Lincoln’s legacy will be celebrated during Dover Days

DOVER — Thinking about Abraham Lincoln in between headlines and deadlines …


As bells rang Thursday in Dover in remembrance of the 150th anniversary of Confederate Gen. Robert E. Lee’s surrender, this editor wondered what the mood must have been like around the State House in Dover back then.

Delaware was not much of a friend to President Lincoln.

Twice, the state’s vote went to his opponents in presidential elections.

The state’s leaders vowed not to leave the Union, but politically sounded Southern sympathies.

One of Delaware’s U.S. senators called him an “imbecile” on the Senate floor.

Our state legislature rejected his idea to compensate slave owners in return for their emancipation.

On Wednesday, America will observe the 150th anniversary of President Lincoln’s death. It came on April 15, 1865, a day after John Wilkes Booth shot him in the Ford Theater in Washington, D.C.


This year’s Dover Days celebration, April 26-May 3, has a Lincoln theme and will include several opportunities in celebration of his presidency and historical looks at the Civil War.

Among the offerings are two talks by Dan Pritchett, a Lincoln expert who taught American history to eighth-graders in the Capital School District for 34 years.

At 6:30 p.m. Monday, April 27, he will present “With Malice Toward None: Abraham Lincoln, Words & Pictures.”

And at 12:30 p.m. Saturday, May 2, he will discuss “The Lincolns as a Family.”

The programs, each an hour long, will be held in the Dover Public Library.

“Abraham Lincoln’s words are still as powerful today as they were 150 years ago,” said Mr. Pritchett.

His first program will include visuals and quotations, including some lines from President Lincoln’s second inaugural address.

“That really was his greatest speech,” said Mr. Pritchett, noting how President Lincoln tried to come to terms with the Civil War. “Lincoln thought that the only way he could explain all those deaths was that it was divine punishment for the sin of slavery.”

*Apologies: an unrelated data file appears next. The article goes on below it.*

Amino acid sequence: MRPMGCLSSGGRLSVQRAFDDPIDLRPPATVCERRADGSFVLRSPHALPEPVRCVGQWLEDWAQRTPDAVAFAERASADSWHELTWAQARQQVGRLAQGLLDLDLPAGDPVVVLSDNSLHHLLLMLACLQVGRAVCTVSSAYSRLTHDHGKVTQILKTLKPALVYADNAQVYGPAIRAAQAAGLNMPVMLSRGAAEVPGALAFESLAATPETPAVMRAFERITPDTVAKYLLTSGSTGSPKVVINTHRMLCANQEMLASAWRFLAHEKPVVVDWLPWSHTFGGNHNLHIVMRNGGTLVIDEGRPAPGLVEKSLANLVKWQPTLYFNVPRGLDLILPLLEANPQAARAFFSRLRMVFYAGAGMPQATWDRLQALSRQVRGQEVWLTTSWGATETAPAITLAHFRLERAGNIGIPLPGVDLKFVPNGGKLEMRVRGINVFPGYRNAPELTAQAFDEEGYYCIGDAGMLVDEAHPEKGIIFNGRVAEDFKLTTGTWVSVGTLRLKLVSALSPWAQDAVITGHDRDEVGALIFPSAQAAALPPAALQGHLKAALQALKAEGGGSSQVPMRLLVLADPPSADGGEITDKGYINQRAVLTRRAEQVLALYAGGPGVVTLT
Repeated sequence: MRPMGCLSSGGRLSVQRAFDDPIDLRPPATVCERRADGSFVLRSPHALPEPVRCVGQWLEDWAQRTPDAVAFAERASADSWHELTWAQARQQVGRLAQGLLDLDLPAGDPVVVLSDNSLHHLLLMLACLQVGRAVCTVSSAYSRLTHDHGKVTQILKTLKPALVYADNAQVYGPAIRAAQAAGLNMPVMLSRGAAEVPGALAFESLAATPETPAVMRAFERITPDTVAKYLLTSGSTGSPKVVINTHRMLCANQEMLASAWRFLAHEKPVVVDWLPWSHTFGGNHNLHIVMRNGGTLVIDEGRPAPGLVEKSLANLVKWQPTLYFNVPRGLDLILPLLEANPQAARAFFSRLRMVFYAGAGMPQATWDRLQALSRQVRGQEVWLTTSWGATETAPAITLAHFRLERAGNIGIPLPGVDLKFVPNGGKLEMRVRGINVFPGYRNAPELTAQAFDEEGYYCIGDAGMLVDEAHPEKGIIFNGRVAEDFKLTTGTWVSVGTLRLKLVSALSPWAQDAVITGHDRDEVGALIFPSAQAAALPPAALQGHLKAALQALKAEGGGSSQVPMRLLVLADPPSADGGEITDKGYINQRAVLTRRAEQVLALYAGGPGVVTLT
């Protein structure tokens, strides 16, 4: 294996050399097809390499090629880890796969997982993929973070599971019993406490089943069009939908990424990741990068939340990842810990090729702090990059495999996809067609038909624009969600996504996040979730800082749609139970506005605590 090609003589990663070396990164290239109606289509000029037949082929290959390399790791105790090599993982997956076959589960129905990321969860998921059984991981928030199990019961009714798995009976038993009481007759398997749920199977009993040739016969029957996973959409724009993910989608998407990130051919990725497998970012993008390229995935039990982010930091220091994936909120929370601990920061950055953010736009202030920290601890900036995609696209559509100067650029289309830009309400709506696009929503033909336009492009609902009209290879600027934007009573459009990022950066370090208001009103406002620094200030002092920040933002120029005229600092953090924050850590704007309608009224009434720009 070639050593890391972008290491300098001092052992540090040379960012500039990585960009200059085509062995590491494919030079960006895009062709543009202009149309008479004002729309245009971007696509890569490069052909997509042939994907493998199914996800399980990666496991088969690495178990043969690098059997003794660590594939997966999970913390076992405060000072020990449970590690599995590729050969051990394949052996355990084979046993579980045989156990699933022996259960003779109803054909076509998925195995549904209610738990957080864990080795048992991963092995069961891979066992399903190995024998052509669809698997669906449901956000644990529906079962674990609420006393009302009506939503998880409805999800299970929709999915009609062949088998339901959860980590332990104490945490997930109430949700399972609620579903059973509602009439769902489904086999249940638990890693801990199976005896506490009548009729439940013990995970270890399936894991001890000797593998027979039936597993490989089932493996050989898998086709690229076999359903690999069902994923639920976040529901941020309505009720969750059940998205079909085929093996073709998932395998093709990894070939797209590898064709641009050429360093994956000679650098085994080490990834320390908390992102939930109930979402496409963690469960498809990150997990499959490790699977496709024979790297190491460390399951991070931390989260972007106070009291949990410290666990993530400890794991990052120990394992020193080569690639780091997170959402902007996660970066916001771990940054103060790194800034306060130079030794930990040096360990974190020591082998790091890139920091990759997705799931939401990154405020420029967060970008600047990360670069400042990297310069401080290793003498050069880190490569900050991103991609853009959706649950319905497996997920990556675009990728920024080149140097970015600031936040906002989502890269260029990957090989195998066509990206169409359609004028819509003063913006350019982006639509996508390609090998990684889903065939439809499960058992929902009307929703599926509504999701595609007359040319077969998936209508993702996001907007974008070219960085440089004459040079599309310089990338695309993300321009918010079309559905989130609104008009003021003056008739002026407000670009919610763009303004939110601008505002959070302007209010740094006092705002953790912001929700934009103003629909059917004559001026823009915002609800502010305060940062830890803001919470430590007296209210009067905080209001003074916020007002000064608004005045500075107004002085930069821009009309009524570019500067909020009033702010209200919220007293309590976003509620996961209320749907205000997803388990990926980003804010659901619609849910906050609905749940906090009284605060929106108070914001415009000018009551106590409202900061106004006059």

The final line of the second inaugural speech:

“With malice toward none, with charity for all, with firmness in the right as God gives us to see the right, let us strive on to finish the work we are in, to bind up the nation’s wounds, to care for him who shall have borne the battle and for his widow and his orphan, to do all which may achieve and cherish a just and lasting peace among ourselves and with all nations.”

The speech was made about a month prior to his assassination.

“Whenever historians are asked to rate the presidents, he always comes out first because he dealt with that great crisis,” said Mr. Pritchett.

He managed a war and conflict with generals despite little military experience, he said, and he refused to compromise on the issue of slavery.

“He was a genius politician,” Mr. Pritchett said. “Keeping the North together, with the different parties and all the different factions, that was not easy.”


In Nov. 1861, Delaware Congressman George P. Fisher (People’s Party), who apparently was a slave owner himself, was asked by President Lincoln to pitch the idea of compensation in return for emancipation.

The feds would have paid $500 for each of the 1,800 slaves in Delaware.

The state legislature never considered the idea. Slavery in Delaware didn’t end until the 13th Amendment of the U.S. Constitution in 1865.

Another wild story from the era was U.S. Sen. Willard Saulsbury’s drunken rant on the Senate floor in 1863. “I never did see or converse with so weak imbecile man as Abraham Lincoln, President of the United States,” the Democrat said.

Sen. Saulsbury refused Vice President Hannibal Hamlin’s call for order. Before all was said and done, Sen. Saulsbury had brandished a gun and threatened to shoot the sergeant at arms.

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